Tuesday, 26 August 2008


You sought me, as you sought some inner part of yourselves. As though you could find it in me. You followed me as one follows an obsession. You named me God, and your praises drowned my denial. You stole my faith, for who then was I to believe in?

“Aka-re-ah!” - “God-made-Flesh!” You gave me the loneliness of a man without a destiny to call his own.

On the road to Ibella, in the dusk, was I first betrayed. For there it was said I cured a blind man. On the mount at Seth I raised Orlena from the dead. In the town of Cartaz the waters were turned to spirit at the Congress of Semion.

Even to my miraculous birth, attended by Emperors and Kings, all shall be recorded in the scriptures to come.

“Abara! Abara! E’kalam Abara!” So they cried as I entered the City for the last time, riding on the back of a young Tharil. That shall also be in the Book, when it is written.

I blessed Josell, he who identified me to the Voron guards. I blessed the young warrior who whipped me on my way to the Woorn - the Abode of the Condemned. I blessed the world, in the name of myself, in the name of a God I could no longer believe in.

And now the twin moons have set, and it is dark here on the hillside. The lights of the City are dimming as my sight blurs. The nails, in my shoulders, my arms, my tail, are as tongues of fire. It is hard to breathe.

In future ages they will bow down before the holy sign of the Scaffold, and relive my pain.
And even here, now, will they allow me to die?

“My God! Why did you forsake me?”
There is no answer...

Sunday, 17 August 2008


You know when you're stoned, your brain sort of goes into hyperdrive. Everything seems to work more efficiently, quicker. Of course this brain boost doesn't necessarily make the results any more correct. In reality your brain is firing on a lot more cylinders than usual, in particular your pattern-recognition system. That now notices everything, and tries to match it up with something familiar. Since it's got access to the whole of your memories, which are now also running on all cylinders, it can quickly match things up and make you think you're seeing/hearing something you're not. Odd repetetive noises, like the hum of a computer, the faint whirring of the fridge freezer, can be immediately (and inaccurately) attributed to something familiar. Like distant music on the edge of hearing, or the sounds of people talking, but you just can't make out the words.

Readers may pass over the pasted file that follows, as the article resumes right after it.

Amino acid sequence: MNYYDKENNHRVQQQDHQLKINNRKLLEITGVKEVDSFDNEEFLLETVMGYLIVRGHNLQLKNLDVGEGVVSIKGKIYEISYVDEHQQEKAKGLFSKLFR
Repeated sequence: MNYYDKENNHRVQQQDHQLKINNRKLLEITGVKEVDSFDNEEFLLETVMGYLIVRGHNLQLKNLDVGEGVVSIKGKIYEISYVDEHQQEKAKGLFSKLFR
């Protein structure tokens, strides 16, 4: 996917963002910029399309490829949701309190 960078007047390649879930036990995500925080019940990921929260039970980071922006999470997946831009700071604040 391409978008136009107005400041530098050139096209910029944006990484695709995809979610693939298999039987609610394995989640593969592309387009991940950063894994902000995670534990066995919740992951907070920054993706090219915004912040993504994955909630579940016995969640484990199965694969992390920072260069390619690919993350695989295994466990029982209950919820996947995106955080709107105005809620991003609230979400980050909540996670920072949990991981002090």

Why does it do this? Does it make matches at random, because it's not...working properly? Or does it know what it's doing, and simply chooses to do it? Like your pattern-recognition system is actually liking what it's doing, deliberately feeding you inappropriate information...but it's a gas, right? Such a massive dose on the old CBD receptors..it's like Party Time!

Of course not all patterns are aural. The old pattern-recognition system can make you interpret what you see differently, what you feel, shit, even what you think! It can affect your social system too. For example, making you interpret a friend's conversation as something altogether more sinister. Has Steve got an ulterior motive? What did he really mean when he said that?

Something about Steve's look or voice reminds you of an actor in a certain movie, and immediately that character overlays on top of your view of your friend. Thus paranoia starts. Add to that the fact that you sometimes hear people talking who aren't there, and you start to look like textbook paranoid-schizophrenic!

Makes you wonder if there's a sort of moderator system in the brain, something that keeps the other systems in line. You know, stops this process overriding that process. Like you want to have a normal conversation with your friend Steve, but you keep treating him as if he's a sort of bad alter-ego of himself. That's a pattern-recognition system intruding forcefully on the rest of the brain.

Perhaps the Moderator system is himself stoned, and joining in the party? Yeah guys, go ahead, you do what you want. Make him think Steve's actually Gary Oldman, and he wants to kill him. What the hell...it's Party Time!

Hmmm...my skin feels like velvet, no, more like felt, fuzzy felt. And my mouth feels like...like my teeth are huge! They're like Stonehenge, man.

Saturday, 16 August 2008

Land of the Giants

Land of the Giants, right? I reckon it struck a chord with a lot of kids, because it’s a classic childhood fear – that of being threatened by something much bigger than you, making you feel helpless…like adults.

And I got to thinking. If this was an evolved response, what did it signify, how did it come about, and what good does it do? If it’s a naturally selected trait, then it must confer an advantage to the individual.

What is a fear actually for? Well as a controlling mechanism it makes us avoid certain things or situations, by giving us a “painful” stimulus, i.e. a feeling we don’t like. In that way it plays a similar part as “pain”, only not so severe, and generally before an injury rather than after it (when pain kicks in).